As a first-time mom, I didn’t quite know what to expect in the “fourth trimester.” I definitely anticipated that there would be struggles — such as not getting any sleep — but I never thought I would be one to struggle emotionally postpartum.
“After all,” I thought, “I have three younger brothers, two of which I helped raise since they were born. I’ve got this mom thing down pat.” All I ever really wanted growing up was to be a wife and mother. It’s part of my identity, it’s my vocation. I’ve always known I was made for this.
I see now that God grinned and shook his head every time I offered such an answer to those who asked if I was nervous to be a mom.
Fast forward to May 25th of this year, in the hospital, holding tight to my baby boy after a successful, natural, vaginal birth. The adrenaline, relief, and intense love that I felt as my dear husband and I gazed at our son’s face for the first time was truly miraculous, and it surpassed all expectations I had for that moment. I did it. My son was nestled in my arms. Now, we could pass the remainder of the hospital stay just resting and soaking in every little beautiful detail about him.
So began the fourth trimester, a time which has called me again and again to make a gift of myself when I feel like I have absolutely nothing else to give.
The needles, the blood, the stitches, the catheter, the uterine massages (which do not feel like a trip to the spa…), the trips to the bathroom that could make the even the strongest cry, a baby that doesn’t know how to nurse, the tongue tie, the tests, the anxiety… the utter exhaustion… the doubts…
And then just like that, we were sent home.
Although I was fortunate to have my husband home with me for some time after our son’s birth, I still struggled. The hardest part was not the lack of sleep, nor the struggle to breastfeed. The hardest part was the lie that I believed all too easily, magnified by the other hardships: you are a bad wife and mother.
Despite the amazing support of my wonderful family and friends, I quickly succumbed to this and countless other lies about my physical appearance, my abilities, and my worth.
What I was doing wrong? There was nothing I desired more or felt more called to than motherhood, and yet at every turn it became increasingly clear that I was horrible at living out my vocation.
The downward spiral was swift and isolating. I didn’t quite know how to express my frustrations verbally, and often the only explanation came in tears. So much is expected of mothers and for this first time mom, it was crippling.
Thank goodness I was able to by voice my concerns to my husband. I would hate to think what this time in my life would have been like without his never-ending support, patience and affirmation.
Still, there have been many times that I have relied on him too much, especially once he returned to work. I was turning to him only, rather than first approaching our Lord in prayer. And while I don’t mean to imply that anyone can “pray away” intense emotions like the baby blues, I certainly wasn’t giving myself a fighting chance by neglecting to turn to Christ, and my husband was suffering because of it. I was putting divine expectations on my very human spouse, setting us both up for failure. My frustration and impatience with my wonderful – yet imperfect – husband grew and grew.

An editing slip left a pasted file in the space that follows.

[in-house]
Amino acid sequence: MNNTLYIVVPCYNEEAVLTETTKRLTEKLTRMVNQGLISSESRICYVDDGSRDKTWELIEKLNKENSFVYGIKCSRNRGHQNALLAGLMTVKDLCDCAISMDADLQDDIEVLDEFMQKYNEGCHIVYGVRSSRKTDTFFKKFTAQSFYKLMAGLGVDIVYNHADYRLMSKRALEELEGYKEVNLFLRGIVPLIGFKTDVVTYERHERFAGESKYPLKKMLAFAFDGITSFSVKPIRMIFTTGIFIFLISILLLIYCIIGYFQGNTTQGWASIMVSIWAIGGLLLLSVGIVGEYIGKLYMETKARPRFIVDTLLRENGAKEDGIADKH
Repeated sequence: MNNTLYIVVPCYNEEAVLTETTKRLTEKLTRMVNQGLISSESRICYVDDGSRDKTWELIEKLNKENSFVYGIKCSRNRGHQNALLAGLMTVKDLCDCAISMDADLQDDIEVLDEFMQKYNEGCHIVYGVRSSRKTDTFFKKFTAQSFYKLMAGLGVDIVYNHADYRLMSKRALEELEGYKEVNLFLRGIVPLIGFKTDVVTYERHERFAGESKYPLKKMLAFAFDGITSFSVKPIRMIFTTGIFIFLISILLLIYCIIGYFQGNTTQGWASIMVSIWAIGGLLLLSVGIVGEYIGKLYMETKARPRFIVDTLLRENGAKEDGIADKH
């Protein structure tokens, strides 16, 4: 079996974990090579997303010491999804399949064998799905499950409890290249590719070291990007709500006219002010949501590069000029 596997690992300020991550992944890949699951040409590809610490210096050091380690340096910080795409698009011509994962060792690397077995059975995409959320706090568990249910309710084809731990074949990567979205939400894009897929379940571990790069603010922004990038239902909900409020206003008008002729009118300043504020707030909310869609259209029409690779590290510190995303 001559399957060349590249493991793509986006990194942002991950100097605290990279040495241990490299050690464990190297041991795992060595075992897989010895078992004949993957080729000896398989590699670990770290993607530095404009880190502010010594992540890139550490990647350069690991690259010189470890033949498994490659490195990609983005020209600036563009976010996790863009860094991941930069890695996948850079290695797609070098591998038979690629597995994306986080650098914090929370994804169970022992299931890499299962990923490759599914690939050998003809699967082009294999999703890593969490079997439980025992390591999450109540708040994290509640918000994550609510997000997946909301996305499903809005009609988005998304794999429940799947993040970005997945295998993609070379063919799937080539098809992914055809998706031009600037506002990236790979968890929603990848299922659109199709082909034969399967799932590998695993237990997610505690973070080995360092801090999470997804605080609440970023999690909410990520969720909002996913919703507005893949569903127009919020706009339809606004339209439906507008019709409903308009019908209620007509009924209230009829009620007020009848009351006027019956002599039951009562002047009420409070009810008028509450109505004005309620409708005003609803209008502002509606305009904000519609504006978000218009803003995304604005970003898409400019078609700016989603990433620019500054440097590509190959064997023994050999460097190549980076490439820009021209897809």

Discouraged by my inability to shake these insecurities, I started reading Getting Past Perfect by Kate Wicker. In it, she responds to the lie that “being a mother is the most important thing a Catholic woman can do.” In Christian circles, parenthood is praised to the utmost degree. The vocation of marriage and its fruits, children, feel very much at the center of who you are as an individual because we recognize the gravity of the call to marriage and parenthood.
Don’t get me wrong, your vocation should be one of your highest priorities. But if your motherly vocation becomes the only priority, that’s when you can begin to feel like a shell of a person or completely self-reliant. In the first chapter of Kate’s book, I read the following passage. Its simple message has set me on a path to speak truth to the lie that was rooting in my soul:
“Secular society warns women against losing their identities in their children, but our children aren’t the real identity thieves. They really are the blessings, not the soul-sucking leeches. No, the real identity thieves aren’t the children themselves but the ways we may start to view motherhood. If being a mother is your end-all, then you’d better believe it’s going to rob you of some of yourself. But if it’s a mighty calling but not the only calling pressed upon you, you will not become a ‘nonperson.’ You were God’s daughter first, and you’ll always be his beloved. That won’t ever change, no matter what season of life you find yourself in.”
I have been failing so often to choose joy during this fourth trimester because I was relying on my vocation to fulfill me. How very foolish. I know rationally that my vocation is not my end-all — my life with Christ is. But since motherhood can feel all-encompassing, my core purpose and identity are easily pushed to the side. This is why we must daily unite ourselves to Christ.
We must place ourselves at the foot of the Father — as His children — and pray for the grace to live out our vocations in the way that is pleasing to Him. Let Him pour His overflowing love into your heart, and then you will be able to make a complete gift of self even when you feel like you have nothing left to give.
So, to those moms out there struggling with their vocations, with the “fourth trimester,” and with Satan’s horrible lies: Yes, you were made for this, beautiful child of God. You were someone’s beloved before you took your wedding vows – make sure you spend some quality time with Him each day.
— Briana Talley is an Ave Maria University grad, a Theology of the Body enthusiast, a Shakespeare lover, and a new wife and mother.